Published only one year later but receiving far less attention, Janet Murray’s Hamlet on the Holodeck: The Future of Narrative in Cyberspace is notable for its disagreement with Aarseth regarding the narrative aspects of digital games, its prescience regarding the eventual evolution of the form, and its dismissal by subsequent academic authors. Murray argues that, much as print led the way to the novel and film made possible the motion picture, computers could eventually deliver a powerful new form of narrative medium that borrows and expands upon previous forms, as “a particular technology of communication – the printing press, the movie camera, the radio – may startle us when it first arrives on the scene, but the traditions of storytelling are continuous and feed into one another both in content and in form” (28).  Discussing digital games as uniquely suited to building upon established narrative devices including the multiform story, the active audience, and multidimensional environment, Murray asserts that “while linear formats like novels, plays, and stories are becoming more multiform and participatory, the new electronic environments have been developing narrative formats of their own” (51).  While acknowledging that many games restrict narrative to emphasize mechanics, Murray expresses optimism in regards to the digital game as a narrative form. In examining a particularly dramatic moment from the game Planetfall (Infocom, 1983), Murray writes: “The death of Ffloyd is a minor milestone on the road from puzzle gaming to an expressive narrative art. It demonstrates that the potential for compelling computer stories does not depend on high-tech animation or expensively produced video footage but on the shaping of such dramatic moments” (53). Unfortunately, Murray’s optimism regarding the narrative potential of digital games was not shared by the majority of those who immediately followed her.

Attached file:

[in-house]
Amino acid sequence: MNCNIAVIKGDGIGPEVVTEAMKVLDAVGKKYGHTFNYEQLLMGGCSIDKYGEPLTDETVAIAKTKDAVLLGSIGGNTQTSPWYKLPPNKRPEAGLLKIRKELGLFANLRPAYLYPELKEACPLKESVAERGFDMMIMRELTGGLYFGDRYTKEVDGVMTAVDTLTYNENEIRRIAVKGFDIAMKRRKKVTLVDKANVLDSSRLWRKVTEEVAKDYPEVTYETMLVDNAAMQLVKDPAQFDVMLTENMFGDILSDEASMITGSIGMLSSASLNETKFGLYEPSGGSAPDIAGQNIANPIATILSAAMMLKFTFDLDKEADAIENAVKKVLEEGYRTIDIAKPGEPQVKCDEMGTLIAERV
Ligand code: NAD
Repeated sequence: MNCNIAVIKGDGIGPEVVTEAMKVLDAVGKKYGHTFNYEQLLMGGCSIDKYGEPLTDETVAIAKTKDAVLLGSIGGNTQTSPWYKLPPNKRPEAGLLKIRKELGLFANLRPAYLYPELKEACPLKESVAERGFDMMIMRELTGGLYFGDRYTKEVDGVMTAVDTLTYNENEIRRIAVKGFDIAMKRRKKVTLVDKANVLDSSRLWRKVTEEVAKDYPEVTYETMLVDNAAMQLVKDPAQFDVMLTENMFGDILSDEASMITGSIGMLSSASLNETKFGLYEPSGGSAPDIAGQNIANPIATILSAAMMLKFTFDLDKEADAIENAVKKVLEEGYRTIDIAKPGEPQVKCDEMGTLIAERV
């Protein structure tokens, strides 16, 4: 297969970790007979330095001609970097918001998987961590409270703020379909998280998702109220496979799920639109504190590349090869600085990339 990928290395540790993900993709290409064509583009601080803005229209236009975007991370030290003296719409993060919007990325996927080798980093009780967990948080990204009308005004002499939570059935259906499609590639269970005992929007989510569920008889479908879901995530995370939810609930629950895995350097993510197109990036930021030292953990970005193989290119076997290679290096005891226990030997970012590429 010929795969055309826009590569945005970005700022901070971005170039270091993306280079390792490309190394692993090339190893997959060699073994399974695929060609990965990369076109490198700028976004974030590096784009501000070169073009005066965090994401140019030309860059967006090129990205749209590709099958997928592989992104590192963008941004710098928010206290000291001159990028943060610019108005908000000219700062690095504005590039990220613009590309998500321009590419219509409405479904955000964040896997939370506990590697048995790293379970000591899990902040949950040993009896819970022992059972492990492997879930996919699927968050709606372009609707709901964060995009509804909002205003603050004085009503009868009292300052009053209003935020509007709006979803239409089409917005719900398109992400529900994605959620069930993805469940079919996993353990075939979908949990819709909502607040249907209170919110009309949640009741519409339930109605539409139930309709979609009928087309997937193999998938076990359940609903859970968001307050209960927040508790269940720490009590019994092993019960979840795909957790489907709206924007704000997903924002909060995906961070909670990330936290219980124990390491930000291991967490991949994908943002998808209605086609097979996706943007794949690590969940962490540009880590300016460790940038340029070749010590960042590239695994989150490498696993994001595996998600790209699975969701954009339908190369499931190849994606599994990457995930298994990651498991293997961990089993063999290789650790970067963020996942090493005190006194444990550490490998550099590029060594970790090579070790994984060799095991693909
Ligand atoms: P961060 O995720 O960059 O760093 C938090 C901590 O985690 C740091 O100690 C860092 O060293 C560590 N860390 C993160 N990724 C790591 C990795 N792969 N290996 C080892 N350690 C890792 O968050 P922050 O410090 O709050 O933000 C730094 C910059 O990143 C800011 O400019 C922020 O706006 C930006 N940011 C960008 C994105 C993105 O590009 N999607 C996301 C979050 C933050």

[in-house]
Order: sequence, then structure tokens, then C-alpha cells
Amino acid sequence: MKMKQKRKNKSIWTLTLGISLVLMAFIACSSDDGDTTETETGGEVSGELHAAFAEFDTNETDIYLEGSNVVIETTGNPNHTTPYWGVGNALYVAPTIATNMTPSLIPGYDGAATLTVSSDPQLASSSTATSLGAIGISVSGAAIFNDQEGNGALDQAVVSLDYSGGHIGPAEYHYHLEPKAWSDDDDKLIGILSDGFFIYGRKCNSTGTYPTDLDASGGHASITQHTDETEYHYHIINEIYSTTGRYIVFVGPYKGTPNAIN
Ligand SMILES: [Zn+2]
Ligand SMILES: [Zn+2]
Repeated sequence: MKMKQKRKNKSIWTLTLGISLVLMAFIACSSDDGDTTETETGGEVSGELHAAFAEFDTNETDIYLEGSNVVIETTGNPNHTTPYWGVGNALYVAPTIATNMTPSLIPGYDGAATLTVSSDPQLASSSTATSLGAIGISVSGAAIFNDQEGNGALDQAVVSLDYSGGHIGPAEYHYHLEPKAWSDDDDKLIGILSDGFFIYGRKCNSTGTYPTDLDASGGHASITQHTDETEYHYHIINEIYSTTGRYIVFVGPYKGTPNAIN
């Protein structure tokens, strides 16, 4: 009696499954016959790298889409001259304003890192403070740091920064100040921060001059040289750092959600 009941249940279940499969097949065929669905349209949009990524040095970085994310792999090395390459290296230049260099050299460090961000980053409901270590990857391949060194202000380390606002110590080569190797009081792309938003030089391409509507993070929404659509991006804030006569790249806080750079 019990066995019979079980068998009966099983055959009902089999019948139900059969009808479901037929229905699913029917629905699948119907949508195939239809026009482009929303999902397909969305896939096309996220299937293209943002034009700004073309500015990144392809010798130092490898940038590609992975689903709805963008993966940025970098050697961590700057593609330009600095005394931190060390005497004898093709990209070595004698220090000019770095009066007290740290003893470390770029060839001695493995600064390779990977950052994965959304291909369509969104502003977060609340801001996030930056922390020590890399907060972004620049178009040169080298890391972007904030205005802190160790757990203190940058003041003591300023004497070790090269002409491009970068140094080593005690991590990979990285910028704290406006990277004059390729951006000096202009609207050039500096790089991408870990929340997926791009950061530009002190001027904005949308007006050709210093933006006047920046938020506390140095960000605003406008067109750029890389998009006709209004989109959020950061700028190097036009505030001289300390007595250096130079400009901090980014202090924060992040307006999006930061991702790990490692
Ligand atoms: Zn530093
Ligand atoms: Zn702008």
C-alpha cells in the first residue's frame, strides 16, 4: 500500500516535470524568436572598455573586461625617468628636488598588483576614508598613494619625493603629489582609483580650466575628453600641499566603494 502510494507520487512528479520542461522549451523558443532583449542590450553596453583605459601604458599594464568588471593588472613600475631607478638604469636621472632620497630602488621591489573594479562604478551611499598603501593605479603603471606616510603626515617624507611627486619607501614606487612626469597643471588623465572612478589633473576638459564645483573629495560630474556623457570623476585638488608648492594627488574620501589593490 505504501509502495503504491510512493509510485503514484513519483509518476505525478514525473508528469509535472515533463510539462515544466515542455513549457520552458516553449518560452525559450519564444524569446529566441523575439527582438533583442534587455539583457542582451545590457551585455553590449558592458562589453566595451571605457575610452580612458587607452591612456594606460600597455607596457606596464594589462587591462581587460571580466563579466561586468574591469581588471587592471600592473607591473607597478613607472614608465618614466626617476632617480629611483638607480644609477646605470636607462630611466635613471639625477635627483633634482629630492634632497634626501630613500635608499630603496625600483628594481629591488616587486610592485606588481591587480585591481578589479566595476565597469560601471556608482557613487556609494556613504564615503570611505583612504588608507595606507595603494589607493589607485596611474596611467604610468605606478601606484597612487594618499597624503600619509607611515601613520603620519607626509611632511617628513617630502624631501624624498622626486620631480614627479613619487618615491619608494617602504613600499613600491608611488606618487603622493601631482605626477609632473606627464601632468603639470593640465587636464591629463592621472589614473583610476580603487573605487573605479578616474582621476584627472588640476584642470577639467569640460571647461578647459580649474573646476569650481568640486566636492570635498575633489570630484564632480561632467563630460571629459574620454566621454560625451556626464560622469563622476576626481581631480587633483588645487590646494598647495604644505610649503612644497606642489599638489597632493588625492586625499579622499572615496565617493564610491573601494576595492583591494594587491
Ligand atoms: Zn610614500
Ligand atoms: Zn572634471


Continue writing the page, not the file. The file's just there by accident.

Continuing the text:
Of course, many of Janet Murray’s predictions about narrative digital games have been borne out. Truly dramatic moments, once rare in the realm of digital gaming, are now something sought by players. Modern digital game reviews place considerable importance on the impact of plot, the arc of characters, and the quality of narrative.

My next goal is to focus on one specific narrative digital game. There are a handful of candidates at this point. I really appreciate the way Cart Life invokes Marxist concepts of class-based motivation and limitation. Gone Home is a brilliant game that pushes the boundaries between conventional and digital literature by expecting the player to engage in interpretation that mimics close reading. Papers, Please is fascinating for its ability to convey social and cultural themes, as well as to explore the relationship between choice and consequence, within the scope of a limited imposed narrative. Finally, The Walking Dead, the top rated game of 2014, which demonstrates the ways in which a narrative-heavy, mechanics light digital game can find widespread commercial success.

No matter which game I choose to focus on, however, I’m certain it will prove interesting to hold it up against my research to date and explore the ways it fits into the broader argument.